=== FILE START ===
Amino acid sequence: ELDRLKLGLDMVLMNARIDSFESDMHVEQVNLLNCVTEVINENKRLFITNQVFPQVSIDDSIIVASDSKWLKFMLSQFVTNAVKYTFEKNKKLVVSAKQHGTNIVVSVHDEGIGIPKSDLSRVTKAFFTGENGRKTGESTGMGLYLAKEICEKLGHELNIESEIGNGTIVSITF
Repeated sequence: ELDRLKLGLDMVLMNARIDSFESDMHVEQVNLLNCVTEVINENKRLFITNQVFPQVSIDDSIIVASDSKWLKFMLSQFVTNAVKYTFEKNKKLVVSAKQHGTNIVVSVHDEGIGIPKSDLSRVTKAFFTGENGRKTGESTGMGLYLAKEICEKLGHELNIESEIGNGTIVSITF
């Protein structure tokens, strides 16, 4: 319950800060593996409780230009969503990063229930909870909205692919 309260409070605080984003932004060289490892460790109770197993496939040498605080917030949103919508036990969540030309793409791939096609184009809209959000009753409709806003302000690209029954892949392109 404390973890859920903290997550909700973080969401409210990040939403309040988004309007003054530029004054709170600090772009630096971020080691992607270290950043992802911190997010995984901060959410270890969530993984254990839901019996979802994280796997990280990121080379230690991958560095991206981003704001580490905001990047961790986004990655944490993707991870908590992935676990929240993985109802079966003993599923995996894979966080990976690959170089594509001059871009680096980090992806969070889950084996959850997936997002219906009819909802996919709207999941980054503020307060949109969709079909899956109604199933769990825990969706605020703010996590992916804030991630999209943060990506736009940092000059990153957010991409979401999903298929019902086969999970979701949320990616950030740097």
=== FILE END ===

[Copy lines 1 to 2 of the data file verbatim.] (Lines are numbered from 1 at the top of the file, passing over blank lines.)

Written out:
Amino acid sequence: ELDRLKLGLDMVLMNARIDSFESDMHVEQVNLLNCVTEVINENKRLFITNQVFPQVSIDDSIIVASDSKWLKFMLSQFVTNAVKYTFEKNKKLVVSAKQHGTNIVVSVHDEGIGIPKSDLSRVTKAFFTGENGRKTGESTGMGLYLAKEICEKLGHELNIESEIGNGTIVSITF
Repeated sequence: ELDRLKLGLDMVLMNARIDSFESDMHVEQVNLLNCVTEVINENKRLFITNQVFPQVSIDDSIIVASDSKWLKFMLSQFVTNAVKYTFEKNKKLVVSAKQHGTNIVVSVHDEGIGIPKSDLSRVTKAFFTGENGRKTGESTGMGLYLAKEICEKLGHELNIESEIGNGTIVSITF